IMF and Argentina: Lessons for Pakistan

Pakistan is not yet in the same deep quagmire as Argentina is, but the strains on its economy are becoming challenging with each passing day, writes Shahid Mehmood

IMF and Argentina: Lessons for Pakistan
Running the economic affairs is arguably the most complex and critical task of states. An equally challenging task is to gain the confidence of people through clear communication of economic policies and their implementation. This is especially true of economic managers in a country like Pakistan, whose economy is passing through yet another tumultuous period.

How is the task of communicating economic policies going in the tabdeeli era? I am not sure about other mediums, but if you are a regular Twitter user, it is actually going pretty well. Two members of the government’s economic team, State Minister for Revenue Hammad Azhar and FBR Chairman Shabbar Zaidi are prominent in terms of their regular updates on the economy. But with due respect, I mostly find their tweets amusing, especially those of Azhar who has somehow taken a liking to donor agencies. He seems to take their praise as an article of faith, and immediately tweets them with the intention of gaining some brownie points and as an implication that the economy is doing well. One such recent tweet was quiet palpable, as the minister gleefully tweeted praise from an IMF representative. He should have known better!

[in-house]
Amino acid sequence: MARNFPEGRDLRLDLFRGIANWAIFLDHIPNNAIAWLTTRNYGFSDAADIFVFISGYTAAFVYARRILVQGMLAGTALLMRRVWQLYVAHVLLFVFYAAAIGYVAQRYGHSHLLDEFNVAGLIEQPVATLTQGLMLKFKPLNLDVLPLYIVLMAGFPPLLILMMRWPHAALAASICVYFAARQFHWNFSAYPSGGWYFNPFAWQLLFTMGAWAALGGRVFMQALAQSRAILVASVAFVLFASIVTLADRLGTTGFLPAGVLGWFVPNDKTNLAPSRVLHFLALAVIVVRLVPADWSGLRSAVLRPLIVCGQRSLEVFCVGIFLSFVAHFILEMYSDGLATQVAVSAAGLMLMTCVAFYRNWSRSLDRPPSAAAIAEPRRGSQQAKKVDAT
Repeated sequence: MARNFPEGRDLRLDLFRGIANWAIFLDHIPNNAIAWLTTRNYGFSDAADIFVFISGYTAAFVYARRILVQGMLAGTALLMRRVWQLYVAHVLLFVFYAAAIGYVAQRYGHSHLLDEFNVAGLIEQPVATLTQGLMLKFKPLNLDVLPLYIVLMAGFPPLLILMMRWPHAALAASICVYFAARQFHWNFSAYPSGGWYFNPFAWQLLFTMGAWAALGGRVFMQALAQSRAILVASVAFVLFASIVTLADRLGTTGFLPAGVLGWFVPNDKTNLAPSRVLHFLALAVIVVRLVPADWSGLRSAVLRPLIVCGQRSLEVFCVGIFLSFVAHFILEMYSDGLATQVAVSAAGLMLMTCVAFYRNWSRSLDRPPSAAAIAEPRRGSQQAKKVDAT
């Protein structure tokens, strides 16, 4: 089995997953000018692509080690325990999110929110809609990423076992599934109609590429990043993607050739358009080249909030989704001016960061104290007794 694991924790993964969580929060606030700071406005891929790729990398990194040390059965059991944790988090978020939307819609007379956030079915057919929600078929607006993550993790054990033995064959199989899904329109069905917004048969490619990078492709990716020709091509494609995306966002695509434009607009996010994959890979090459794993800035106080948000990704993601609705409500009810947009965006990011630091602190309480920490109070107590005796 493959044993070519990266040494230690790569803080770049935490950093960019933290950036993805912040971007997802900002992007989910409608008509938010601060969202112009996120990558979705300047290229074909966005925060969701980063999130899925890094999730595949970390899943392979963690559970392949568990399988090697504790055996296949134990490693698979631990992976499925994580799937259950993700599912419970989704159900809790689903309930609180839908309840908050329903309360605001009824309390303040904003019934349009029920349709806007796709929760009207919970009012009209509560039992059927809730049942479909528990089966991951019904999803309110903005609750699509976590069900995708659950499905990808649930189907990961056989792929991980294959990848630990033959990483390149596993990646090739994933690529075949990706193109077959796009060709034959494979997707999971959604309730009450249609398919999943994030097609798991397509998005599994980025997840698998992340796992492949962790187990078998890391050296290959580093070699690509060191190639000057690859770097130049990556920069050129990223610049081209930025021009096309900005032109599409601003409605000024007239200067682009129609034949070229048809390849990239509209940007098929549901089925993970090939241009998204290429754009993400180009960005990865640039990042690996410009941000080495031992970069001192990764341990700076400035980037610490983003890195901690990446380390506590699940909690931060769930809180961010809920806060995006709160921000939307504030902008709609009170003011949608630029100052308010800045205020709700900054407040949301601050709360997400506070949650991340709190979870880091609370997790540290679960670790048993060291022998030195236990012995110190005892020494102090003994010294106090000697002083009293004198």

President Fernando de la Rua fled in a helicopter, leaving behind a ruined economy with 20 percent unemployment, bank closures, social unrest and an economic contraction by almost 30 percent

It is not that I am against the recent IMF agreement with Pakistan. In fact, my personal opinion from the very start was that the government should enter into a loan agreement since there was no other viable way of addressing external obligation challenges. Yet a naïve bit of economic posturing only delayed the inevitable. In that time, the running around to Beijing and Arab capitals for short term aid only evaporated confidence in Pakistan’s economy, one result of which is the precipitous fall in the rupee’s value within a year. Now that the agreement has finally been signed, the misplaced optimism of economic mangers that it will prove to be a saviour needs to be dispelled. A light dose of history is, thus, in the offing.

Argentina serves our purpose very well, a country once dubbed a ‘star’ performer by the IMF. Its economy has been in some serious doldrums since some time now, with little or no sign of improvement. Its modern day problems can largely be traced back to the 1990s. Emboldened by IMFs generous financial support and its lavish praise, Argentina embarked upon a policy of fixed exchange rate regime (whereby the value of a nation’s currency is fixed against another currency, usually dollar) as a remedy for its internal economic challenges (high bouts of inflation being a leading challenge). IMFs requirement, meanwhile, was its standard prescription: fiscal tightening (sound familiar?).